Why was Cannabis made illegal?
The magazine Popular Mechanics published an article in Feb. 1938, “New Billion Dollar Crop”, which outlined the incredible value of cannabis grown worldwide. It stated, in part, “Hemp is the standard fiber of the world. It is used to produce more than 5,000 textile products and the woody remains after the fiber has been removed contains more than 77% cellulose which can be used to produce more than 25,000 products ranging from dynamite to cellophane.”
Too bad William R. Hearst bought up millions of acres of forests to clearcut them for his newspaper empire and Lammot Dupont invested millions in petroleum patents, from paints to cellophane. Pharmaceutical companies wanted exclusive rights and, with oil companies, which were in direct competition with cannabis for fuel as it was cleaner and cheaper, they lobbied Congress to make Marijuana, (the Mexican nickname) illegal, and they did so that same year! Prohibition of cannabis had begun. The story was written in 1937 when Cannabis was still legal.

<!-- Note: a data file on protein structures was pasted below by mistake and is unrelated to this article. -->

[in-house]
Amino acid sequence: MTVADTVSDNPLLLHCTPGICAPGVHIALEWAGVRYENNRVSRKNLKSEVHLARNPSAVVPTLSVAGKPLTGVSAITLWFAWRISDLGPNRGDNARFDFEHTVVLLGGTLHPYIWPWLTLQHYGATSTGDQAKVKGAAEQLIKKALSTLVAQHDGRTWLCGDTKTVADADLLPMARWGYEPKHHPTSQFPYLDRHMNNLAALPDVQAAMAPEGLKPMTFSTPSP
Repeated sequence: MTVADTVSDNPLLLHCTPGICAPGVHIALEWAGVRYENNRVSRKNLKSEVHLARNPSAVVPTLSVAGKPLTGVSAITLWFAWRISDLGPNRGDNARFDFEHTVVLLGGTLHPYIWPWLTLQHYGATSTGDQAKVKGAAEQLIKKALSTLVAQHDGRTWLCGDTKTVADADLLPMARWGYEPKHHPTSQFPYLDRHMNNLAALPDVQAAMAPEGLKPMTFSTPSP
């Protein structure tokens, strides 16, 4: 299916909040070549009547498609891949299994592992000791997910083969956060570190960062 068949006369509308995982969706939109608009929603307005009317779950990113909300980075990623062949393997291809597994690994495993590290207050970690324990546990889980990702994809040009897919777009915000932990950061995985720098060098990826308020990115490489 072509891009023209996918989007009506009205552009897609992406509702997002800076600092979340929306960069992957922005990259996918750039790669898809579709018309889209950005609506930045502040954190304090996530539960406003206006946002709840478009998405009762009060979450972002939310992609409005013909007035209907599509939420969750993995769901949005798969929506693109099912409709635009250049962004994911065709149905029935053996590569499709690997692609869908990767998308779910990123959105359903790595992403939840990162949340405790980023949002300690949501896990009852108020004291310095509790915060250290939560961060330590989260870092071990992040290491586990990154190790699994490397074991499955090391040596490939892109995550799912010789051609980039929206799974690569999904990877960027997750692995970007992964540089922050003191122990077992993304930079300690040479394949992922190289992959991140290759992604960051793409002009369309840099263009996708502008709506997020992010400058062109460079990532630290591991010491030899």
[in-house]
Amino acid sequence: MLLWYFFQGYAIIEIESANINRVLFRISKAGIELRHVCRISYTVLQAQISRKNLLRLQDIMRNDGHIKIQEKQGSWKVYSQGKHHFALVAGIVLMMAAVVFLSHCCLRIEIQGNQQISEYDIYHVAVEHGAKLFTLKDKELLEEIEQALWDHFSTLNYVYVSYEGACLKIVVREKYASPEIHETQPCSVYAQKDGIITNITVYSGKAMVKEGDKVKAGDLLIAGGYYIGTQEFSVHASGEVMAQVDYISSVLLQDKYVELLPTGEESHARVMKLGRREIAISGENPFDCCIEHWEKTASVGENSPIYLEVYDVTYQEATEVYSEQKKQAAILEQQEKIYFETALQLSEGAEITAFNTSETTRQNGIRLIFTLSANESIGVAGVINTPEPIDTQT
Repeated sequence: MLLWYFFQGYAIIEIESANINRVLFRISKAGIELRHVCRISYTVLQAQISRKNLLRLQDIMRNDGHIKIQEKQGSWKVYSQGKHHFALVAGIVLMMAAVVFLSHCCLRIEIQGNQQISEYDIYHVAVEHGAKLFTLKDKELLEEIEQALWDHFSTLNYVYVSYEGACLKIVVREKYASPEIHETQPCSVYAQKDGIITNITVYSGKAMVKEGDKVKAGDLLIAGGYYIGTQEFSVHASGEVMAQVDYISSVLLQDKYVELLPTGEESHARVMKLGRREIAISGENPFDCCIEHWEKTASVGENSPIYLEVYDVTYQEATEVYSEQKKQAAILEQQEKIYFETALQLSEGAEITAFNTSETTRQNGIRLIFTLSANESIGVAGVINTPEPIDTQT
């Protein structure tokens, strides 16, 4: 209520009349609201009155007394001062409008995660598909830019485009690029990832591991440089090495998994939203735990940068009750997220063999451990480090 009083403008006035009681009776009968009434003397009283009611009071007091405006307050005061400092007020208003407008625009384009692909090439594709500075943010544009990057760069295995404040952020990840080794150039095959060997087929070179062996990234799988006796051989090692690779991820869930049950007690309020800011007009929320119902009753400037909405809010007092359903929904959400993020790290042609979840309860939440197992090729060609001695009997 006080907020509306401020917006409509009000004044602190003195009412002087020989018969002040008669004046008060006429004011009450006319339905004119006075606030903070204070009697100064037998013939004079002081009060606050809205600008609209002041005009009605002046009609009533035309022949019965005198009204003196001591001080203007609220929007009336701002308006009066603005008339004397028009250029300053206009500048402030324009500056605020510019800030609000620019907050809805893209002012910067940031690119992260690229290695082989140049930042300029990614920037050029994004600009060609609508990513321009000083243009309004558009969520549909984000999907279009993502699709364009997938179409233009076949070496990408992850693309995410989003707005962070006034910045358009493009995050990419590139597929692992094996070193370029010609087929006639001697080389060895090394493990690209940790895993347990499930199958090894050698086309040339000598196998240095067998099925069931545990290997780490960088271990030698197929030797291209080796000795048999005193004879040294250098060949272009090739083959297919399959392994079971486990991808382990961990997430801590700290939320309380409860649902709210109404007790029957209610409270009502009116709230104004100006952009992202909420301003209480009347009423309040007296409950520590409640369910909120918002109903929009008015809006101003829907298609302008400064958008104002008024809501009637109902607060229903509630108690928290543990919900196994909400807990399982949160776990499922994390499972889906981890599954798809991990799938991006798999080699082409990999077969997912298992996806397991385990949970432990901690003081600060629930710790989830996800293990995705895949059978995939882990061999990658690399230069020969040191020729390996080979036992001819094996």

Not everyone thought it should be illegal. The mayor of New York, Fiorello La Guardia, commissioned 31 independent scientists and, five years later, in 1944, the La Guardia Commission Report became the first known study of cannabis. The scientists concluded that marijuana does not cause aggressive or anti-social behaviour and does not alter the fundamental aspects of personality.
In 1961, the US bullied 150 countries into signing an agreement to eradicate cannabis.
Due to the ongoing influence of these wealthy companies, most people are still in denial of the useful aspects of cannabis for its medical, textile, fuel, and countless other applications, as well as recreational.
My wife and I just concluded a trip to the western United States and enjoyed purchasing cannabis in California, Oregon and Washington, legally. We encountered two armed security guards at our first stop. They scanned us for weapons and hand residue! I felt secure in the store; it was professional, clean, bright, deli style with five menu stations. Blackboards filled the wall with the various strains listed by price, ranging from $5 - $20 per gram. Some were “On Sale”. They sold bud, oils, edibles and creams. It felt so civilized, especially after enduring decades of feeling like an outcast for smoking pot. October 17th can’t come soon enough!
Joseph Golding, Aylmer